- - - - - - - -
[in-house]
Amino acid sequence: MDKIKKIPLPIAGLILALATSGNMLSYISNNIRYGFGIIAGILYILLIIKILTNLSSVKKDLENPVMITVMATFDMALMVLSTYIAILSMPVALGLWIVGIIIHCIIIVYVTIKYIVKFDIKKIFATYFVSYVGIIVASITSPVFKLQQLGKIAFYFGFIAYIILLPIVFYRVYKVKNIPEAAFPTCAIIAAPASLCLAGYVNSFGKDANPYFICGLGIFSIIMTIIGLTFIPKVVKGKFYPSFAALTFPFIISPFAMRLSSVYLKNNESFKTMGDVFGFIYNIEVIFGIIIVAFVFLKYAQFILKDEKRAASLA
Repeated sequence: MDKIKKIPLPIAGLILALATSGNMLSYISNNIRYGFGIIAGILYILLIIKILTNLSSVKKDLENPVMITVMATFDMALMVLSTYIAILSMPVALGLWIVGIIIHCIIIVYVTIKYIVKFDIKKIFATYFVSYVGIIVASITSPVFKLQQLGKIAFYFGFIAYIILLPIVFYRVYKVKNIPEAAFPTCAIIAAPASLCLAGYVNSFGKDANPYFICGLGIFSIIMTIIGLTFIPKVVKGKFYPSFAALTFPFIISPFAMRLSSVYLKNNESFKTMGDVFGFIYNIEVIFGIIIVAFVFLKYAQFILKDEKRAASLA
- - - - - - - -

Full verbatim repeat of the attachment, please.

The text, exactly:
[in-house]
Amino acid sequence: MDKIKKIPLPIAGLILALATSGNMLSYISNNIRYGFGIIAGILYILLIIKILTNLSSVKKDLENPVMITVMATFDMALMVLSTYIAILSMPVALGLWIVGIIIHCIIIVYVTIKYIVKFDIKKIFATYFVSYVGIIVASITSPVFKLQQLGKIAFYFGFIAYIILLPIVFYRVYKVKNIPEAAFPTCAIIAAPASLCLAGYVNSFGKDANPYFICGLGIFSIIMTIIGLTFIPKVVKGKFYPSFAALTFPFIISPFAMRLSSVYLKNNESFKTMGDVFGFIYNIEVIFGIIIVAFVFLKYAQFILKDEKRAASLA
Repeated sequence: MDKIKKIPLPIAGLILALATSGNMLSYISNNIRYGFGIIAGILYILLIIKILTNLSSVKKDLENPVMITVMATFDMALMVLSTYIAILSMPVALGLWIVGIIIHCIIIVYVTIKYIVKFDIKKIFATYFVSYVGIIVASITSPVFKLQQLGKIAFYFGFIAYIILLPIVFYRVYKVKNIPEAAFPTCAIIAAPASLCLAGYVNSFGKDANPYFICGLGIFSIIMTIIGLTFIPKVVKGKFYPSFAALTFPFIISPFAMRLSSVYLKNNESFKTMGDVFGFIYNIEVIFGIIIVAFVFLKYAQFILKDEKRAASLA